Speaking of largely pointless additions, this game syncs with the iPhone, allowing players to download puzzles and solve them, then re-download them back into the game. A nice idea, but at the same time so ludicrously un-necessary.

That's not to say that the game is bad, by any means. Graphically it's quite impressive, with lush tropical island landscapes as far as the eye can see, and the music and sound is nice enough. True, the game would benefit greatly from a map, particularly during the early sections, but the terrain is sufficiently varied to be able to differentiate effectively between different areas.

Ultimately though, this game is a decent adventure game, but is kept from being a great game simply by the idea of doing too many things, none of which seem to really serve any purpose beyond being different for the sake of being different.

The Emotionally Fourteen Games Rating
Graphics : Some stunning landscapes and very bright and colourful visual styles.
Sound/Music : Pretty much what you'd expect.
Gameplay : Solid adventure game play, albeit with some un-necessary additions.
Lasting Appeal : As with all adventure games, there's little in the way of replay value once you've finished.
Summary : A game of decent quality, let down by a desire, it seems, to do more than the competition without bearing in mind that the competition is doing sweet fuck-all at the moment. 6/10

St Erisian's school for girls has stood for over a hundred years and survived war, plague, famine, demonic attack, strange explosions in the science block and countless attempts to get it closed by the government. However, to be fair, not all of these disasters were the fault of the girls who study there.
Hellcats and Hockeysticks is an RPG in which the PCs are among the most feared and disreputable creatures of all - schoolgirls!

Hellcats and Hockeysticks
RPG Core Rulebook
Corone Design

Available Now - $12.00 (Approx £7.50) (PDF)
Review by Brad Harmer

At St Erisian's the girls are taught to be curious, forthright, inventive and above all, what they want to be, and to give hell to anyone who tries to stop them. The game is designed to be fast paced and fun, with plenty of opportunities for chaos and destruction. Characters come from one of 9 'cliques' each with their own special ability and selection of skills.

I love originality. There are a hundred sci-fi, fantasy and horror RPGs, but it’s the ones like The Squared Circle, Cartoon Action Hour and, now, Hellcats and Hockeysticks that catch my eye. It’s attempting to emulate a genre that, at least as far as I’m aware, has never been attempted before.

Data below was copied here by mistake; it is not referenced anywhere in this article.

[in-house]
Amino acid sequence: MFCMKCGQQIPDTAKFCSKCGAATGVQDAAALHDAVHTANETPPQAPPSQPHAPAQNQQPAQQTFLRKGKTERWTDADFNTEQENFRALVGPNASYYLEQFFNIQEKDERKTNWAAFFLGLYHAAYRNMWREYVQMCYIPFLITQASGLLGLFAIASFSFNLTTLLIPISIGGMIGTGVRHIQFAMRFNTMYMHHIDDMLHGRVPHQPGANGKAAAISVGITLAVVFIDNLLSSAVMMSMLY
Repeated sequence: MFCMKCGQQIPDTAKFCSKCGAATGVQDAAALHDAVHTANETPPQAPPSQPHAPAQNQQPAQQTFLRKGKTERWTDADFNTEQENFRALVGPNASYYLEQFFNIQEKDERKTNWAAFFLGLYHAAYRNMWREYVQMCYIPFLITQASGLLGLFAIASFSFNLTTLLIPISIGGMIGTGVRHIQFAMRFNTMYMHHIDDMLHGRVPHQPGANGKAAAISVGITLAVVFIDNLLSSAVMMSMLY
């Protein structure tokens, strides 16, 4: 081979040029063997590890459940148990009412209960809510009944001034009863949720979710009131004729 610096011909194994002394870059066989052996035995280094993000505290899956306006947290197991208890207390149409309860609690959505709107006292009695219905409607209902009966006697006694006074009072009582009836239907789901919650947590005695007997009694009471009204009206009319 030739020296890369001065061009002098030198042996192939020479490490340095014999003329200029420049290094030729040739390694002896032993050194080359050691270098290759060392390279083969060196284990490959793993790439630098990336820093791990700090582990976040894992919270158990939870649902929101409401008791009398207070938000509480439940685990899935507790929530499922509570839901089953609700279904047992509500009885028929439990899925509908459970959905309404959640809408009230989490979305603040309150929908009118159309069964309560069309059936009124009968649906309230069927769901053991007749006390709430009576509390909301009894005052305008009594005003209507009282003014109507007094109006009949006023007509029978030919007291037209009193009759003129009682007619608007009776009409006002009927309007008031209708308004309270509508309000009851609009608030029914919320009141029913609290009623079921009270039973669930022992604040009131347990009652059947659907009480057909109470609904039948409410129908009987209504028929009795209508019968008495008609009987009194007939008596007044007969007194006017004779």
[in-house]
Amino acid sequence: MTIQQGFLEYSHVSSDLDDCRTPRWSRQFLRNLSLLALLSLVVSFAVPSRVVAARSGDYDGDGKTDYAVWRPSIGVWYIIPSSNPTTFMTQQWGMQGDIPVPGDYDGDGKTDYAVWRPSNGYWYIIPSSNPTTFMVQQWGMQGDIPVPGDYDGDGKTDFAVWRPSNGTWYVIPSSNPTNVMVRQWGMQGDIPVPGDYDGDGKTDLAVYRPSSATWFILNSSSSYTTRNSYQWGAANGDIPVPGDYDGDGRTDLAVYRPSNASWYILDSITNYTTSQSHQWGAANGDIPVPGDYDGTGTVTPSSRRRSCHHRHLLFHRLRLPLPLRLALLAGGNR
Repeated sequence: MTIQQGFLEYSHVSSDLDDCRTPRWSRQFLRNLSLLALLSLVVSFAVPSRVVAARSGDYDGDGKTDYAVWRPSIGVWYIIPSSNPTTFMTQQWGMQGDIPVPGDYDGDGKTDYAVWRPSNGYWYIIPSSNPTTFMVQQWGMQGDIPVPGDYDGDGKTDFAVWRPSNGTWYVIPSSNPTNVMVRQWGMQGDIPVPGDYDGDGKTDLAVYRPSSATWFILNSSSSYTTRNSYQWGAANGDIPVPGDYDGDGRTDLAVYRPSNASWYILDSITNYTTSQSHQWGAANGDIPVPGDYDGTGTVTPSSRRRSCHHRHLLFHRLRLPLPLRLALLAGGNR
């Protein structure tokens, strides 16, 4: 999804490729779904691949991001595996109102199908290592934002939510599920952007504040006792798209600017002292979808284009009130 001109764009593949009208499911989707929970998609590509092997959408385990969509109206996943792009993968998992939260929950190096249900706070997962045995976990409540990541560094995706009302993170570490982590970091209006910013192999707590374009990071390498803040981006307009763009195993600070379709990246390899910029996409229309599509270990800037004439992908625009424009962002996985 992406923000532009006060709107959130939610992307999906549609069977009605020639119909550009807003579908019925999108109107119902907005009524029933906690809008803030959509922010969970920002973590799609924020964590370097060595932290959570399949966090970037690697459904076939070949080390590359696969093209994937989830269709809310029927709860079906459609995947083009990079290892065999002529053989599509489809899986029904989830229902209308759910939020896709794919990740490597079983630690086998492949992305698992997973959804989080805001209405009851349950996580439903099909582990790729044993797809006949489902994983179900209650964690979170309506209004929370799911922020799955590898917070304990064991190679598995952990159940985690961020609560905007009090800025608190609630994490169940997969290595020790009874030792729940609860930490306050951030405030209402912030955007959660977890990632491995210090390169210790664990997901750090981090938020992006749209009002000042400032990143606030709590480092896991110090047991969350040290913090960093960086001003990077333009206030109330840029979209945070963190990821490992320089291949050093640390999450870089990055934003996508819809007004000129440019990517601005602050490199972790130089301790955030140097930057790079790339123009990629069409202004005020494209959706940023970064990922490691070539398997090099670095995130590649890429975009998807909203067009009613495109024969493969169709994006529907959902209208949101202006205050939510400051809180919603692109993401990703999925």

The character choices, with options such as nerd, Goth, prefect, etc. all make a nice change from the standard party options, and really capture the tone of the films they’re based on - from The Belles of St Trinians to Mean Girls. The core system, based on d6 rolls, is nothing new – but its simplicity is its strength, and you can pick up on most of its applications on your first read through. With a quick, easy and surprisingly not violent combat to boot, this could make a welcome change of pace from your heavy fantasy campaign.

The magic/“weird science” rules may not see much action if your campaign is set outside of a castle in the Scottish Highlands – but it’s nice to see them here anyway.

The cleverest thing in the system is way it accurately reflects the back-stabbing and bitchiness of a clique of girls in a high school. At character creation, each player has to secretly choose another player to be their best-friend, and another that they hate – but these feelings don’t have to be reciprocated. I’m sure you can imagine that with some good role-playing, you could have some night of fun with this.

The experience system is nice, as is the adventure included, and a dice-based adventure generator.

The games main weakness lies in the very nature of its originality. With unplugged gamers, rather sadly, being a “girls...eww...” bunch, it’s rather doubtful that it will be able to find its niche. I hope it does, though, as I’m sure that anyone who gives it a go will find it a lot of fun.

Summary: A very different RPG. The style may not be for everyone, but it could be a lot of fun with the right group. 8/10


  1. I'm pretty sure OUR gaming group would get much hilarity out of 'Hellcats And Hockey Sticks'. I'd love to have a crack at it.

  2. crack something.. especially with that nice lady on the box.